Wound Classifications

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Classification Systems for Diabetic Foot Ulcers

By the WoundSource Editors

In patients with diabetes, the lifetime risk of diabetic foot ulcers (DFUs) is approximately 25%, and these wounds are frequently a source of pain and discomfort. Severe cases can even result in amputation of a portion of or the entire affected extremity. Proper classification of DFUs is essential for selecting the appropriate treatment course and coordinating care for the patient. Several systems are frequently used in classifying DFUs, although there is no universally agreed-on standard.

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by Bruce E. Ruben MD

In order to understand the use of Hyperbaric Oxygen Therapy (HBOT) to heal burns, it is first important to understand the four burn classifications.

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James McGuire, DPM, PT, LPed, FAPWHc

It is essential that the various offloading devices available to the wound care professional are applied appropriately to redistribute destructive forces that develop in the diabetic or neuropathic foot during standing and ambulation.1,2 The 6 "W" approach was first introduced in an article in 20063 to help practitioners better understand the biomechanical risk profile of patients at risk for ulceration so that they could better choose between the various offloading interventions available for their everyday footwear.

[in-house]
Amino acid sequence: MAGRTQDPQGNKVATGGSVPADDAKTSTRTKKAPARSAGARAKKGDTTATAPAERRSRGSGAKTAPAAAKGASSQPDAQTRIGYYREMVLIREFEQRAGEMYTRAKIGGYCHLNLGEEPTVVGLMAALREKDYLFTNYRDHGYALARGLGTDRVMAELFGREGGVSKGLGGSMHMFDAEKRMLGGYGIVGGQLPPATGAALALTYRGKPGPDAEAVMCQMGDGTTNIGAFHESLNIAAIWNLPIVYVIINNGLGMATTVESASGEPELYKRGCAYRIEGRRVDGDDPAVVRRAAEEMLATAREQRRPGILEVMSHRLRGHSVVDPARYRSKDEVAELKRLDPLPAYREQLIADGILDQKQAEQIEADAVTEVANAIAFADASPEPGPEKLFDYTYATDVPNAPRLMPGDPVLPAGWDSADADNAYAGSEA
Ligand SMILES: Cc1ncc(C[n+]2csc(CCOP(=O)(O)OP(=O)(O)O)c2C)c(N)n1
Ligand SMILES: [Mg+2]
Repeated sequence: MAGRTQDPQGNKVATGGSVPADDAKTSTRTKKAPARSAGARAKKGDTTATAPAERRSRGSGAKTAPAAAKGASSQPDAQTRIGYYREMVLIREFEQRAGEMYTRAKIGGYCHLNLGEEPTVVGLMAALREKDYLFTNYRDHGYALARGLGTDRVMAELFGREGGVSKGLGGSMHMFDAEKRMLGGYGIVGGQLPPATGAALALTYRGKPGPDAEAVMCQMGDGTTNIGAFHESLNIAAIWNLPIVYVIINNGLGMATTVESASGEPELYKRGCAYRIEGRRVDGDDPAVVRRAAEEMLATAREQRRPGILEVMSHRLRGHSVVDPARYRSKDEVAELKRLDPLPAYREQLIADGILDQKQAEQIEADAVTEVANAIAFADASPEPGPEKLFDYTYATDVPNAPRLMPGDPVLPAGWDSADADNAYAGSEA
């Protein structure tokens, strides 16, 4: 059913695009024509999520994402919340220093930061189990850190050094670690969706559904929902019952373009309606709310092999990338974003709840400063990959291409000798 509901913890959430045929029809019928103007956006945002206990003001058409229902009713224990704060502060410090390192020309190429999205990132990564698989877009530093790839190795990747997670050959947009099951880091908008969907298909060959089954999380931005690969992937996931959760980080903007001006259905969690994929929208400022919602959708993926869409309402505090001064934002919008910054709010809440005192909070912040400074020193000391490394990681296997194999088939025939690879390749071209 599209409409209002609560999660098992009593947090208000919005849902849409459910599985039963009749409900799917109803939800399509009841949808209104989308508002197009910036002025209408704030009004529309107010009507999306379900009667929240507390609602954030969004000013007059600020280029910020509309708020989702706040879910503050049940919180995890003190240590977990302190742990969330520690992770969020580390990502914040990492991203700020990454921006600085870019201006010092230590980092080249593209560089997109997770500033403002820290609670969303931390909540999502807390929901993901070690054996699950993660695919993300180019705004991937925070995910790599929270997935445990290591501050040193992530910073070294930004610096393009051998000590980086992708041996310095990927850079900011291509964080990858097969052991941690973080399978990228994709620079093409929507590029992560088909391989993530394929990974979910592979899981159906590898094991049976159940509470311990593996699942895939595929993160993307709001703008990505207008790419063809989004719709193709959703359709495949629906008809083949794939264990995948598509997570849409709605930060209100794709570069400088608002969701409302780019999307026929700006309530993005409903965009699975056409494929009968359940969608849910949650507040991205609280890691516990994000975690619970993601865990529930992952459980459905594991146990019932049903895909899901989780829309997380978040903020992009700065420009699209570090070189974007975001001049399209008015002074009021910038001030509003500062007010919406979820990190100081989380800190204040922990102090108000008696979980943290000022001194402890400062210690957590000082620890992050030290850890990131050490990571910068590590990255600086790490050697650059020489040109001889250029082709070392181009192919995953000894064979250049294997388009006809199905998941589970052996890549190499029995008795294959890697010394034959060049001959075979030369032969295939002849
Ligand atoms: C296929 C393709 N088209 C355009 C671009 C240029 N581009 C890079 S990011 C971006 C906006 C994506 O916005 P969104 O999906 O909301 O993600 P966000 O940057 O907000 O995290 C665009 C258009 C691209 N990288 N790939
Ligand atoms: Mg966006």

Diane Krasner's picture

Reviewed by
Dr. Diane L. Krasner
PhD RN CWCN CWS MAPWCA FAAN

Originally published in World Wide Wounds (http://www.worldwidewounds.com/Common/Reviews.html). Used with permission.

Dr. Stephen Thomas has given a gift to the wound care community. This is a tome that every serious wound care clinician should have on his/her reference shelf.

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Kathi Thimsen's picture

by Kathi Thimsen RN, MSN, WOCN

Why do we have the FDA

In the late 1800s the government saw the potential danger that “snake oil” salesmen posed to society. Potions and elixirs were said to calm women prone to hysteria during the pre-menstrual cycle or cure headaches. Some of the most dangerous elixirs claimed to calm colicky babies and irritable children. These potions and elixirs were formulated with water, alcohol, and in some cases, poisons like toxic herbal extracts and tar.